Richard stared at the petri dish in front of him. Nothing visible was happening, but the cells inside were undergoing changes. He was changing them, in fact. Genetic engineering had methods to replace genes with others. Richard wasn’t using one of those, though. The advantage of doing it himself, with his own abilities, is he didn’t need a sample of other genes to introduce to the system. He could replicate them… or create them. Replicating them was fairly easy, but creating something new was more draining and often resulted in failure. Part of this was because he wanted it to still be Noxian, but it was also hard to combine anything from other species with Noxians.
Once he had a viable sample, nanobots could apply the changes to an actual Noxian, but that was far too big of a step to take without further tests. Instead, anything new would be introduced to larger things- lab grown organs, for example. There could be problems with them integrating with the rest of the body, and not just a few individual types of cells. In fact, this was usually the case. Richard knew it was never going to be easy… but it was disheartening to have so many hopeful changes come to nothing. Of course, even if a solution was come up for a single person, it wouldn’t solve the problem for the Noxians as a whole… and even if they had individualized changes to each, there would be no guarantee that it wouldn’t require constant additions for each individual unless they understood the underlying causes.
Richard finally got in contact with his grandmother. Of course, being her, she didn’t just answer his question through mail, but decided to come in person. That took longer, but Richard hoped that meant she thought she could do something.
Although nothing in the lab was technically secret, there were sensitive pieces of equipment and experiments that couldn’t be interrupted. Thus, Richard had to escort her everywhere on her visit to the lab. Not that this was a problem. It was a nice change of pace from continual research. It was also a nice reminder of what had actually been accomplished. Richard could name off ways that their research had helped people- though most of that was the lab as a whole and not his section just yet. Even so, in the couple years Elena and he had been running their section, they had helped a number of individuals. It was just that there still wasn’t an overarching solution to the Noxian’s problems, so it felt like they weren’t doing anything sometimes.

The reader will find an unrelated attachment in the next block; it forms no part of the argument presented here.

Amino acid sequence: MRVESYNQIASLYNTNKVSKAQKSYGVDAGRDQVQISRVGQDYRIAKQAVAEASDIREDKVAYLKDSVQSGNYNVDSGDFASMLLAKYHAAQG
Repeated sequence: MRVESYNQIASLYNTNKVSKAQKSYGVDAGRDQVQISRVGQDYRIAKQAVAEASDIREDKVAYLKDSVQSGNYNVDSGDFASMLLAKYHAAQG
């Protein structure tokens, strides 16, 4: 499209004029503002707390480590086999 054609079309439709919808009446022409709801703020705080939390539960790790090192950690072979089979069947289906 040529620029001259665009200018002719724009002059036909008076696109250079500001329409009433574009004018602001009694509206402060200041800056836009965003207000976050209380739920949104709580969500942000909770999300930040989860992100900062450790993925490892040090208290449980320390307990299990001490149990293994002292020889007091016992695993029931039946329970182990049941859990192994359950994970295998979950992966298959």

Although his grandmother mostly just smiled and nodded as he explained various things, he got the feeling that she actually understood more than she let on. After they finished the tour, they moved onto a discussion in a side lounge. “You know why I invited you here. You know about magic, and I know almost nothing. I don’t even know whether or not it might be able to help us. I don’t expect an actual miracle, but if it could help pinpoint the cause or causes… that could go a long way.”
She nodded slowly. “Well, I can’t promise anything. However, I have a few ideas on what I could do. I’m rather limited in what I can actually do now, but I do have a few tricks up my sleeves.”
Over the next several weeks, Richard’s grandmother stayed in the lab, seemingly doing nothing. He knew that wasn’t quite true, because she was watching, listening, and maybe feeling things. He didn’t see any magic being done, but he wouldn’t necessarily know what that looked like anyway. So far, all he’d seen was her determining that he was cursed- and he had confirmed that his curse wouldn’t affect research negatively. Things that broke would have done so anyway- they were just more likely to do so near him, or in a way that could hurt him. In a strangely fortunate way, his curse didn’t extend to bad luck with anything other than his own safety.
She listened to Richard and Elena’s conversations about the research, and sometimes offered interesting insight into things they could try. Sometimes they were new, and sometimes Richard or Elena had already thought of it, but they were always good ideas even if they met a dead end. One day, she asked a question out of the blue. “How long are Noxian lifespans?”
Richard shrugged. “About normal. A century with proper care, give or take.”
“Any changes from recent medical advances?”
“Not really. It’s been remaining steady.”
“I see,” Richard’s grandmother nodded slowly. “That might be it then. The Noxians feel sick. All of them. Or rather, like they are slowly dying of poison.”
“That’s…” Richard tilted his head, “Normal? They have a number of toxins, but their bodies can handle it.”
“Can they?” she raised an eyebrow. “Lifespans aren’t getting shorter… but with medical advances, they aren’t getting any longer either. How far does that go back?”
“Umm, hmm…” Richard stroked his chin, then brought something up on his computer. “Decades at least… let’s see here… looks like… not much change in centuries.” Richard grimaced, then muttered to himself, “Is that it? No… surely someone would have thought of it…” Richard went over to a section with more monitors and started pulling up a number of documents next to each other. “Well, that’s a problem. It is perhaps not related, in which case it would be another cause for concern.” Richard just shook his head.
At this time, Elena came over. “What’s a cause for concern?”
“Look at this.”
“Lifespans… are slightly lengthening. Though, that’s only a year every few decades or even a century. How is that a cause for concern?”
“Because Noxians are stable. Noxians aren’t following the general trend.”
“That’s slightly concerning, but I doubt we’re the only ones.”
“Maybe not,” Richard paused for a moment, “But that doesn’t mean it’s not worth looking into. I have a feeling that this is related.” Richard looked over at his grandmother, “Though I can’t say I came up with this on my own.”